I was unique in local government few of weeks ago.
I was the sole lucky person who, in the same week, got to attend both the conference of the National Association of Local Councils and the Society of Local Authority Chief Executives & Senior Managers summit.
There was a surprising, common theme to both.
In a thought-provoking session previously covered by LGC, Rob Whiteman, the far-sighted chief executive of the Chartered Institute for Public Finance & Accountancy, invited the sector to think differently. He reflected that for all its downsides, the regulatory regime associated with the Audit Commission did at least call attention to, and demand responses from, under-performing councils who could potentially undermine the whole sector. He questioned whether sector-led improvement, whilst being usefully developmental for those who want to make positive use of it, has little to offer for those who simply don’t want to play. As is often said at Solace conferences, it’s not usually the councils who come here that you need to worry about.
Mr Whiteman’s thought the sector should ask for regulation, soon and on its own terms, as a way of bringing remedial action to the developmental refuseniks, whose potential high-impact failure will damage the whole of the sector. The communities secretary’s speech to the Local Government Association conference focused very strongly on one awful failure, and applied guilt by association.
This has a strong echo in town and parish councils. Local councils have never been subject to the Audit-Commission led assessment and interventions, and have remained ferociously sovereign throughout. However, in a session regarding the forthcoming committee on standards in public life review of local government, various councillors expressed a desire for very strong sanctions on miscreants in the sector, furious that their actions colour the perceptions of the entire tier. Despite a level of proud localism second to none, they called for the central state to correct failures in local governance that cannot be resolved at that level.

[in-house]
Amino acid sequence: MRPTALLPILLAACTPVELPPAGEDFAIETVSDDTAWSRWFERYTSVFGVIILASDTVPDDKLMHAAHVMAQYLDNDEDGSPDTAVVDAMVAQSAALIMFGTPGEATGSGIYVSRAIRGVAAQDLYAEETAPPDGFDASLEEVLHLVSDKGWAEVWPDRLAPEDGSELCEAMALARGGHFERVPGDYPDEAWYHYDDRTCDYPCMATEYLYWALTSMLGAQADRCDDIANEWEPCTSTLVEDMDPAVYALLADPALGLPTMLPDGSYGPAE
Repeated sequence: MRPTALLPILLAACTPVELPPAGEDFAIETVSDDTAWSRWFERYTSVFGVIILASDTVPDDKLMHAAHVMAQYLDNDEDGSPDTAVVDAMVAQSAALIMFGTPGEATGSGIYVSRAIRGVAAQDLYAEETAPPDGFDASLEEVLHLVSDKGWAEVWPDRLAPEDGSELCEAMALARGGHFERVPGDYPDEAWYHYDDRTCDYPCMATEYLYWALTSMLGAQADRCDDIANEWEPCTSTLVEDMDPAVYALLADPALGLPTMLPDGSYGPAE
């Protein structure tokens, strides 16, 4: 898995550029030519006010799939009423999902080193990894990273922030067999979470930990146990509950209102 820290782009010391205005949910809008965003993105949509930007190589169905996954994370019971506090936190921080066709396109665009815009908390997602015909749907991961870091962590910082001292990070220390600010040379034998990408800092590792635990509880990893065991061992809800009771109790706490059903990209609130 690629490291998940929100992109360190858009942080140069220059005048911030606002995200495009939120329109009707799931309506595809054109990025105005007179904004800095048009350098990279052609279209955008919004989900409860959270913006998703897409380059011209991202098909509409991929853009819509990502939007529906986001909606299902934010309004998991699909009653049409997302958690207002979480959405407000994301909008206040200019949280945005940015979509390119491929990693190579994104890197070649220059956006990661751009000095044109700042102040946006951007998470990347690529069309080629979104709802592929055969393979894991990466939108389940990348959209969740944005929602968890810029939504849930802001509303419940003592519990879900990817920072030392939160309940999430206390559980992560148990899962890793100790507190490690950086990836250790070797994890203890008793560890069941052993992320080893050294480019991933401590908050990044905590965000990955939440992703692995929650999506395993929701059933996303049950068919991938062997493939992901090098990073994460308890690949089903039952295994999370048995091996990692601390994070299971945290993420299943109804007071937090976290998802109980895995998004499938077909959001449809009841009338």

Just as ethical companies seek regulation to create a level playing field in which they can take pride, so various confident parts of local government seem to be considering requesting regulation to create a stronger platform for growth and influence.
In contrast to his LGA speech, Sajid Javid’s speech to NALC was full of praise, support and encouragement for that “most local” tier. He praised double devolution, and expressed a desire for more funds to be transferred to local councils. He invited us to tell him of barriers to improvement, so that he could help to tear them down. He promised any signs of ambition would win his support.
In that context it is noteworthy that the farsighted Mr Whiteman also spoke so positively about the future role of first-tier councils, as part of a fundamental rethinking of the sector’s geographical footprint.
Jonathan Flowers, independent chair, Improvement and Development Board for Local Councils. He writes in a personal capacity